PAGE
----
Metropolitan Homesick Blues

Southampton Stories & Other Stuff

Archive for August 2012


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Controversy is always lying on our doorstep like some tattered old doormat. Big city, small town, wherever you live, wherever you go, controversy finds a way to seep through the cracks of life drawing you into its core. It is invasive, like a weed you can’t get rid of.

I thought I’d avoid controversy when I retired to my small town. What I have sadly discovered is that it is whirling all around me like a hurricane, touching down at will, spreading chaos into every corner of small town life. Some of the damage done is minimal, some major. Some has the potential to permanently and perpetually change what we now have. In my beautiful corner of the world (Southampton, Saugeen Township, Port Elgin) controversy is healthy and destructive.

In the parking lot of their sprawling summer retreat and convention center, the C.A.W. (Canadian Auto Workers) has erected a Wind Turbine that breaks all the setback rules and stands boldly over the homes of concerned citizens. The controversy swirling around this has seen many protests, some quite bitter. The potential of hundreds more Wind Turbines on the North Bruce Peninsula is alarming both permanent and seasonal residents, spurring town hall meetings, media finger-pointing and raucous confrontations with local councils.

Saugeen Shores Council has decided to enter the competition that could result in the burying of all of Canada’s high-level radioactive waste somewhere in our community. This waste would be buried in a Deep Geological Repository (DGR),  in an estimated area of 930 acres below ground and 250 acres above ground; deep enough to hold up to 144,000 metric tonnes of used nuclear fuel bundles that are still radioactive. And if you talk to people on the street, read the flyers, attend the SOS rallies (, council meetings and listen to the interviews, the Nuclear Waste Management Organization (NWMO) aren’t helping to bring a balanced perspective to the situation. The NWMO is totally funded and its Directors appointed by the nuclear industry. They answer to no one except the PMO.

Vilification is in the air. Accusations of ‘who said what and lied to whom’ are part of every conversation. The negative impact of a high lever nuclear DGR is evident people who live here. They worry that this DGR is too close to Lake Huron, they fear quality of life; tourism and property values will suffer. They say we already have the Bruce Nuclear Plant just down the street where they already store low/medium level fuel bundles…why do we want more.

This controversy is far from over. It will rage on for years as people and politicians grapple with the pros and cons, the right and wrong, the morality of the situation. The damage this will do to relationships will probably have a half-life of a generation or two.

Controversy always leaves scars. Unfortunately.

If only folks would take a deep breath, wander down at sunset and read the advice posted on the side of the Range Light at the harbor mouth of the Saugeen River…




 Words to live by.




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When I was a kid, my last name was the reason why I always found myself involved in schoolyard fights.

I was constantly called, ‘nanny goat, granny nanni, nanny no no, ninny’ or whatever variation of  NANNI they felt was funny enough to their buddies laughing and chanting the insult in unison. At first I laughed along with them, but after a while, my temper got the best of me. It was tough being Italian in Toronto in the forties.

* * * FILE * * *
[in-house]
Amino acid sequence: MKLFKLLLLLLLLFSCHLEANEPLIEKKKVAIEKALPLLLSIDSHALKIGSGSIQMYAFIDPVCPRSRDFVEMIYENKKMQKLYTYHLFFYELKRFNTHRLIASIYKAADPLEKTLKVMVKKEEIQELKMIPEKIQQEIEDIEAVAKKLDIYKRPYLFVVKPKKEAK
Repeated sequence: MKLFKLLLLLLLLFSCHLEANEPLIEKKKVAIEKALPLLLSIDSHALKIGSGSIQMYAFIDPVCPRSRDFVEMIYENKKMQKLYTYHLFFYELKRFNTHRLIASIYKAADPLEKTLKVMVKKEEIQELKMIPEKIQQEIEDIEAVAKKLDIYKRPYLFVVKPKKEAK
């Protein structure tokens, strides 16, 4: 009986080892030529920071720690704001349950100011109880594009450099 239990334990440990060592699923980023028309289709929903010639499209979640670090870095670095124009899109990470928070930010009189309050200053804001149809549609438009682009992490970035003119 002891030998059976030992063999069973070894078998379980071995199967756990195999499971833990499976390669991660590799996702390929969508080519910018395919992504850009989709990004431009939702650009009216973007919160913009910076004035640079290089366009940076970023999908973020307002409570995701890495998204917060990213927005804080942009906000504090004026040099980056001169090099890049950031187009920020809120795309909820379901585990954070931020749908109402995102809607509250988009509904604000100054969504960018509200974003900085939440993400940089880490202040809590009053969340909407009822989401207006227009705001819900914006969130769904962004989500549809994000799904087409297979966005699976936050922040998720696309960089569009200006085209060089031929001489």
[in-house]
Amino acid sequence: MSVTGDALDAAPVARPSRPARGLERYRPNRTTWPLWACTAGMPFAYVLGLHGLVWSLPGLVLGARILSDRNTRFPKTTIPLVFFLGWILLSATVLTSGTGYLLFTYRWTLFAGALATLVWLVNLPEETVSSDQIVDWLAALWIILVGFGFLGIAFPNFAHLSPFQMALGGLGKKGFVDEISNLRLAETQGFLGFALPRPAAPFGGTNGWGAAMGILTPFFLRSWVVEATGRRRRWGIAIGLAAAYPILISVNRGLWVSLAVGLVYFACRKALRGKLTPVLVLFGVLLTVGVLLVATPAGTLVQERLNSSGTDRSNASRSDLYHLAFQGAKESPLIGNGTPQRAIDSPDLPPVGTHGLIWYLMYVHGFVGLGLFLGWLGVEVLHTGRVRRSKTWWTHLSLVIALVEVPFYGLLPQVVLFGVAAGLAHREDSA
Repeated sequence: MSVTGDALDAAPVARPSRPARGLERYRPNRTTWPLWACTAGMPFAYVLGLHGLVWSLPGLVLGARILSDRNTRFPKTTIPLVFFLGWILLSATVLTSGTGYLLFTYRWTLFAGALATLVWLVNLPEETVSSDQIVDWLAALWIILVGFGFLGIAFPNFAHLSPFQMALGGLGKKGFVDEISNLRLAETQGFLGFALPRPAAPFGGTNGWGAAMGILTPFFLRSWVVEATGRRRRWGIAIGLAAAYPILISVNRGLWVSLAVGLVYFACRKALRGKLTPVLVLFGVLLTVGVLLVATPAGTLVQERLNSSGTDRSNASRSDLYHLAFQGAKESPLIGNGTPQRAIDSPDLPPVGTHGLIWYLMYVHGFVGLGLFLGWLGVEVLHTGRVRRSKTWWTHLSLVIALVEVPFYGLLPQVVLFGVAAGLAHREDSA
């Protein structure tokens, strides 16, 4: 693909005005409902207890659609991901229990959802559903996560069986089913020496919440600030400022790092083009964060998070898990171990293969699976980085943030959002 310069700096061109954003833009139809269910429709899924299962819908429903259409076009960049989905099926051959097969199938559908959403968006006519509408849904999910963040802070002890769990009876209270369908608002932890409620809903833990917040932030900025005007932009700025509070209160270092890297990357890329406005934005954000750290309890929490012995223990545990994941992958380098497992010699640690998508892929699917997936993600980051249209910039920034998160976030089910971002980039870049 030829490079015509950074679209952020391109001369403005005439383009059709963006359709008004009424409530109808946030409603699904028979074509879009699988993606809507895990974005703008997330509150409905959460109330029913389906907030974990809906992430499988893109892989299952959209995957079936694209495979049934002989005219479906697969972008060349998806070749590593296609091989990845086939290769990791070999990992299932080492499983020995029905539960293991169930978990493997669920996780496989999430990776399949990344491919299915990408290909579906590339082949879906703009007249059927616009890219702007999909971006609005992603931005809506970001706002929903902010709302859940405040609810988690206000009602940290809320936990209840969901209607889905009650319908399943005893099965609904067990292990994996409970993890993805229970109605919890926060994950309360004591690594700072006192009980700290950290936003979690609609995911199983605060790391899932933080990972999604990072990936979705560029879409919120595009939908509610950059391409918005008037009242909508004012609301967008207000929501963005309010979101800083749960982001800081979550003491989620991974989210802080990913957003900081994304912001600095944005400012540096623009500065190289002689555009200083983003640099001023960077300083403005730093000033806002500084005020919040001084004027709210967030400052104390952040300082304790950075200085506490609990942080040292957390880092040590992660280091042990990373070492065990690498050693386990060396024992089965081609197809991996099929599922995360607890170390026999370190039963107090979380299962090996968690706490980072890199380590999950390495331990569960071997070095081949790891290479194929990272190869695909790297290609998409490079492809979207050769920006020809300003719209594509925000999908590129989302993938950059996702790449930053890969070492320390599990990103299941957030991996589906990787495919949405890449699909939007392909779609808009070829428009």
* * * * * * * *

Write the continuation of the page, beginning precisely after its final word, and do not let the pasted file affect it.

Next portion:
The end result of my frustration varied between broken glasses, scrapes, bruises, torn t-shirts and the occasional bloodied nose. At recess the schoolyard monitor shadowed me because my frequent outbursts had branded me a troublemaker. There wasn’t much else I could do but fight to show the pack that I was no push over. They had to know that messing with my name had consequences. Eventually it worked. Eventually my surname became by badge, my tag, my nickname, and my reputation that I was a kid of honour. After a couple of months, when I came out for recess or after school they would shout, “hey NANNI, we’re playing Red Rover…you’re on our side.”

Retribution! Besides, it was a lot better than, “hey Wop!”

The NANNI name is a derivative of GIOVANNI. At some point it was shortened to VANNI and somehow became NANNI. There is also a stream of thought that says it might be a derivative of BONANNO – which became NANNO – which became NANNI. Take your pick. Whatever its origin – NANNI is my family’s surname…pronounced NANN – E.

The NANNI men came to Canada pre World War Two. A good number of them settled in Sault Ste. Marie, Ontario. Our surname faced a major challenge when the NANNI men began working at Algoma Steel and the pulp and paper mill. The English foremen and bosses addressed everyone by their last name. And for some reason began emphasizing the last letter or our name making it NAN – EYE. This annoyed my family to the point where they changed the I to E to coincide with the pronunciation they were hearing every day.

Which brings me to the photo below.

Notice anything? It appears the change in spelling has stuck with some. Or the newspaper people are making the same mistake as those foremen at the steel plant. I asked my cousin who is building the family tree if he knew why this happened. He had no idea.

Even today, especially in the Soo, there are two spellings to our last name. Even in my own family. I still adhere to the original N-A-N-N-I.

My brother goes by N-A-N-N-E.

Written by metropolitanhomesickblues

August 14, 2012 at 5:10 PM